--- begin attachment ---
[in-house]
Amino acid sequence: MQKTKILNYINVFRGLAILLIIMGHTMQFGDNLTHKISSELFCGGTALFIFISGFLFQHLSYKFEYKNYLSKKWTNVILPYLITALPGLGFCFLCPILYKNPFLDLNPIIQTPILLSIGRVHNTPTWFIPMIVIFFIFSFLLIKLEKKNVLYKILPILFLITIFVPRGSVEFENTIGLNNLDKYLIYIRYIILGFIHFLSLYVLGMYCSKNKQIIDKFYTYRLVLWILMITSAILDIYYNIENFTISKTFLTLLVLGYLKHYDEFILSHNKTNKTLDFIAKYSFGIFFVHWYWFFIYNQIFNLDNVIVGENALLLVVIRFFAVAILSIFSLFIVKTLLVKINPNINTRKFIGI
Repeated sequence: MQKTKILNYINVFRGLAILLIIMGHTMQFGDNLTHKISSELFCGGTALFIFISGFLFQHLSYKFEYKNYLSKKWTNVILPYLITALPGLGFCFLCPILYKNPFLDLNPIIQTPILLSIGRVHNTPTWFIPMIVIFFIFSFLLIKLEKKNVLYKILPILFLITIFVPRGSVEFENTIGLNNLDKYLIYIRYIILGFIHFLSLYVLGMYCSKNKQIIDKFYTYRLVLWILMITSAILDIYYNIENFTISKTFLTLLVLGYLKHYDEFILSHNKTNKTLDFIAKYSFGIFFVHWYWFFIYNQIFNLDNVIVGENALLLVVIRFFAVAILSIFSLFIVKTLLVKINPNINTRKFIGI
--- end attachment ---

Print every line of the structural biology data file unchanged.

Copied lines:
[in-house]
Amino acid sequence: MQKTKILNYINVFRGLAILLIIMGHTMQFGDNLTHKISSELFCGGTALFIFISGFLFQHLSYKFEYKNYLSKKWTNVILPYLITALPGLGFCFLCPILYKNPFLDLNPIIQTPILLSIGRVHNTPTWFIPMIVIFFIFSFLLIKLEKKNVLYKILPILFLITIFVPRGSVEFENTIGLNNLDKYLIYIRYIILGFIHFLSLYVLGMYCSKNKQIIDKFYTYRLVLWILMITSAILDIYYNIENFTISKTFLTLLVLGYLKHYDEFILSHNKTNKTLDFIAKYSFGIFFVHWYWFFIYNQIFNLDNVIVGENALLLVVIRFFAVAILSIFSLFIVKTLLVKINPNINTRKFIGI
Repeated sequence: MQKTKILNYINVFRGLAILLIIMGHTMQFGDNLTHKISSELFCGGTALFIFISGFLFQHLSYKFEYKNYLSKKWTNVILPYLITALPGLGFCFLCPILYKNPFLDLNPIIQTPILLSIGRVHNTPTWFIPMIVIFFIFSFLLIKLEKKNVLYKILPILFLITIFVPRGSVEFENTIGLNNLDKYLIYIRYIILGFIHFLSLYVLGMYCSKNKQIIDKFYTYRLVLWILMITSAILDIYYNIENFTISKTFLTLLVLGYLKHYDEFILSHNKTNKTLDFIAKYSFGIFFVHWYWFFIYNQIFNLDNVIVGENALLLVVIRFFAVAILSIFSLFIVKTLLVKINPNINTRKFIGI